Lombok is another city in Indonesia that had me visiting again and again. Each visit is meant to discover new places. Two major destinations in Lombok that I explored in this trip were Sasak Sade Village, Rembitan and Gili Trawangan.
The Sasak people is native to Lombok who live mainly on the island of Lombok. Although related to the Balinese in terms of language and race, the Sasak people are dominantly Muslim. There are Sasak Muslim who practises Wektu Telu (Wektu Tiga) that is praying for 3 times a day. The Sasak who practices Wektu Telu can be found around Bayan, a town north of Lombok.
The Sasak played the musical instruments that resemble gamelan repercussion as we marched into the entrance that read Desa Sasak Sade, Rembitan. Almost instantaneously, everyone turned into hungry papparazi clicking endless shutters for worthy pictures.
After the welcoming act, we gathered at the center stage for briefing. Apparently, there were 4 cultural performances for us to watch.
The first of all was tarian gendang belek. Gendang is a traditional Sasak instrument played in a group meanwhile belek is big. Traditionally, the Sasak played gendang belek to entertain warriors at war and welcome warriors coming back from the war. Today, the Sasak performs Gendang Belek during traditional ceremonies such as merariq (marriage ceremony), sunatan (circumcision ceremony) and ngurisang (aqiqah). The player of Gendang Belek danced to the rhythm while playing Gendang Belek.
The petuk dance is performed during circumcision of boys around 7 – 12 years of age. In Lombok, the circumcision ceremony is celebrated as lavish as a marriage ceremony.
Peresean dance is a ritual fake fight between two warriors with sticks and shields. It symbolizes the manhood of the Sasak men. The stick, known as Penjalin, is made of rattan meanwhile the shield is made of the thick buffalo skin. In the old days, Peresean dance signified the happiness of the warriors after winning the war.
The last one performance was the funniest dance I have ever watched in Indonesia. The name of the dance is Amaq Tempengus. A man heavily draped in funny dress danced to the music and recited dialogs in Sasak language. He had a clown make up and pulled joke the pantomime way. We had a good laugh throughout the Amaq dance.
After the exciting shows, I joined one of the two groups to explore the Sasak Sade Village. One of the distinctiveness of Sade Village is the Sasak house. The house consists of the roof (bungus) made of beams with walls of woven bamboos. Normally the house has one window or no window. The Sasak calls their home as bale. There are two parts of the house which are the holding area (inan bale) which includes a sleeping area (bale out).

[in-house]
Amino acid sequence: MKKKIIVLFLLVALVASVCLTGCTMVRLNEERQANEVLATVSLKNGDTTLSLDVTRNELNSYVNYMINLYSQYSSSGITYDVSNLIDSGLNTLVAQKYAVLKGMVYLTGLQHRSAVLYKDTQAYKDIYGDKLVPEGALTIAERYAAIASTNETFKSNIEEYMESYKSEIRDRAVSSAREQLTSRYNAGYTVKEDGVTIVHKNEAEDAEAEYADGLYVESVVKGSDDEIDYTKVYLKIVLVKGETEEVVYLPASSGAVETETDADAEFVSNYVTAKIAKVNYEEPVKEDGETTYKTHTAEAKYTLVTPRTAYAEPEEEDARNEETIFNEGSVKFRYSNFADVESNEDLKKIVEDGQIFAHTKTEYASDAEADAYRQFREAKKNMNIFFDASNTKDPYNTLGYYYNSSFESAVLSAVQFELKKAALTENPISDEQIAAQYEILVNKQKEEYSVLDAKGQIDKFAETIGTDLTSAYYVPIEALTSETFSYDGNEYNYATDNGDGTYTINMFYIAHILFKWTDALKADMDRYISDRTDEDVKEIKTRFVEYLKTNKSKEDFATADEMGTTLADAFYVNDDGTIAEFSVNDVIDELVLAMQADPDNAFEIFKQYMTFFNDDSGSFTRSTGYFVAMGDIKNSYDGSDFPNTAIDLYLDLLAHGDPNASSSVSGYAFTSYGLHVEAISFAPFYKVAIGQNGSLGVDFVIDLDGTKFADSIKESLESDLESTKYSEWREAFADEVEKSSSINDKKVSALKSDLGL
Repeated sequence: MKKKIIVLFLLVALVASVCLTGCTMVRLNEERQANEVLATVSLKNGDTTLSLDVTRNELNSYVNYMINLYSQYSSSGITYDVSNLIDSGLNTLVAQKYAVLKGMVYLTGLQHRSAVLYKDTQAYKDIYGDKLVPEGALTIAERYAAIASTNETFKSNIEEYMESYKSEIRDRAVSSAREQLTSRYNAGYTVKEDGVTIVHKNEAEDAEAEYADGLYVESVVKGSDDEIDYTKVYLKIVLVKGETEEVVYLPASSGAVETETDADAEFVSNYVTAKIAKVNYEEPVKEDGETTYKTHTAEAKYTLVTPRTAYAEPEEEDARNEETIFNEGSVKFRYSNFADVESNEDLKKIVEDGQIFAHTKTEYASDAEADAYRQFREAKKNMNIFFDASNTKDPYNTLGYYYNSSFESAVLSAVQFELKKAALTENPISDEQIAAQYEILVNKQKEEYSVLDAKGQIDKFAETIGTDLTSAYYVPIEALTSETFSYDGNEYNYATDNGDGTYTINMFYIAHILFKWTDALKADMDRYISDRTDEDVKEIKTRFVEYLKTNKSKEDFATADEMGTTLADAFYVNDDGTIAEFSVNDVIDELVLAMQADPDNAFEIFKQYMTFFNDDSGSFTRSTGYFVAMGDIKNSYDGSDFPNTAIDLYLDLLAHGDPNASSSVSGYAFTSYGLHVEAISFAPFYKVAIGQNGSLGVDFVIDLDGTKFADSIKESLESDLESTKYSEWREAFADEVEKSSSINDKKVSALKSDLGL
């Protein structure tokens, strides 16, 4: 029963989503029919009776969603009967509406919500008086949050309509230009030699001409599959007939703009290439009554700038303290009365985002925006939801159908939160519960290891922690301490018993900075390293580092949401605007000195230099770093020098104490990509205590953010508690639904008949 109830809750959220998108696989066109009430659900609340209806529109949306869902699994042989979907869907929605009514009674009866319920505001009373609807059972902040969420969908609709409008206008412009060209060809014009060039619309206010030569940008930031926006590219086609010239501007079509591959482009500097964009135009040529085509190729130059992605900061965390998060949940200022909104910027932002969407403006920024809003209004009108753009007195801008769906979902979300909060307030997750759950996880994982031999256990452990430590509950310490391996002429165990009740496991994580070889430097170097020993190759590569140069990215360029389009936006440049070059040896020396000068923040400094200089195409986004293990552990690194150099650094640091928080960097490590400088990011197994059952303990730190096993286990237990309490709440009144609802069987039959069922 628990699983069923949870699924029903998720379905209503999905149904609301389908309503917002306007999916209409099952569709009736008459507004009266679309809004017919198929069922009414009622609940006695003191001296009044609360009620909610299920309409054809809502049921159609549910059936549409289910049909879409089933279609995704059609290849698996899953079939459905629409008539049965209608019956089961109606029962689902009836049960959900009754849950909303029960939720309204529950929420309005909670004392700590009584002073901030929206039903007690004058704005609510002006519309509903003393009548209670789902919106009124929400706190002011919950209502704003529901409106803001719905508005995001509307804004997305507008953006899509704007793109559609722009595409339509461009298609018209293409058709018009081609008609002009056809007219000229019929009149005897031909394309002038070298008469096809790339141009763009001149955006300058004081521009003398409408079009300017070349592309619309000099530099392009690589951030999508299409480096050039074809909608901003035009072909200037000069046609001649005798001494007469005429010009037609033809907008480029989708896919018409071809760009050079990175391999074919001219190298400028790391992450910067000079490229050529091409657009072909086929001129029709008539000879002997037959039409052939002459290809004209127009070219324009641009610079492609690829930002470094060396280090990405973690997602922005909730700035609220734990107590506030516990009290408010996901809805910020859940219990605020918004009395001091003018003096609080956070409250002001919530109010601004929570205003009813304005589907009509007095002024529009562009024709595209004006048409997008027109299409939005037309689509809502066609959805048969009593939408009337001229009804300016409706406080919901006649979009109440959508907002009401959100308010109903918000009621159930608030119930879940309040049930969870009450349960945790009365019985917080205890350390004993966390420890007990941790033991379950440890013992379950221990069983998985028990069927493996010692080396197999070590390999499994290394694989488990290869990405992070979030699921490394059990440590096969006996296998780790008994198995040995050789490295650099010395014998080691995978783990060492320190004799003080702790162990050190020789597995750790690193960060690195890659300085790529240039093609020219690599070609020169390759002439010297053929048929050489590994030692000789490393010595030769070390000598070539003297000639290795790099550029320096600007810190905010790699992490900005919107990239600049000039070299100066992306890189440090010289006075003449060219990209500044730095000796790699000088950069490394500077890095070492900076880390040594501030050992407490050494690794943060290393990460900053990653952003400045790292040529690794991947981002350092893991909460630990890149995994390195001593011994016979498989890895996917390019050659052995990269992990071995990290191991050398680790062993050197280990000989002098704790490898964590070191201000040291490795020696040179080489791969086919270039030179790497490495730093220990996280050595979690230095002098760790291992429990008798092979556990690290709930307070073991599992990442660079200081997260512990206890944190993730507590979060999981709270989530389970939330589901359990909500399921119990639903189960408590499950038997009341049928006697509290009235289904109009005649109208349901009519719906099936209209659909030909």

During the tour, a friendly Sasak woman invited me into her house. You would not have guessed what she was doing! She was putting the buffalo dung to her house floor. The Sasak women layer the floor with the buffalo dung twice a week. The traditional practice get ride of the dust as well as mosquitos. I peeped over the kitchen area and sleeping area with my shoes off to see the interior. Pretty minimalist. While going around the house, the smell of the buffalo dungs penetrated my nose. I asked how did they keep up with pungent smell. They said, it was normal.
It was dark in the house and I do not think they use electricity.
Another distinct feature of Sade Village is the bonnet-shaped rice barn known as lumbungan. The Sasak people stores their paddies in the lumbungan, which is usually shared between 5 – 6 families.
Because the Sasak people in the village are Muslims, there is a mosque in the middle of the village which is only open during the prayer time.
Here almost every household sell souvenirs ranging from beaded jewelries to Sasak design weaved clothes. Every nook and corner of the Sasak Sade Village lies traditional wooden weaving machine with women manning them.
Where are the men, you may want to ask? While the women earn their living by weaving, the men are in charge with farming. Back then, a woman could only be married off if she were able to weave clothes.
In the middle of Sasak Sade Village lies a dead tree. A beautiful place for photography.
The trip to Sasak Sade Village was really an eye opener for their tradition and way of life are totally different from mine.
For more info on Makassar, please visit Indonesia Travel.
The trip to Sasak Sade Village was made possible by the invitation of Ministry of Tourism Indonesia for Trip of Wonders – Wonderful Indonesia campaign.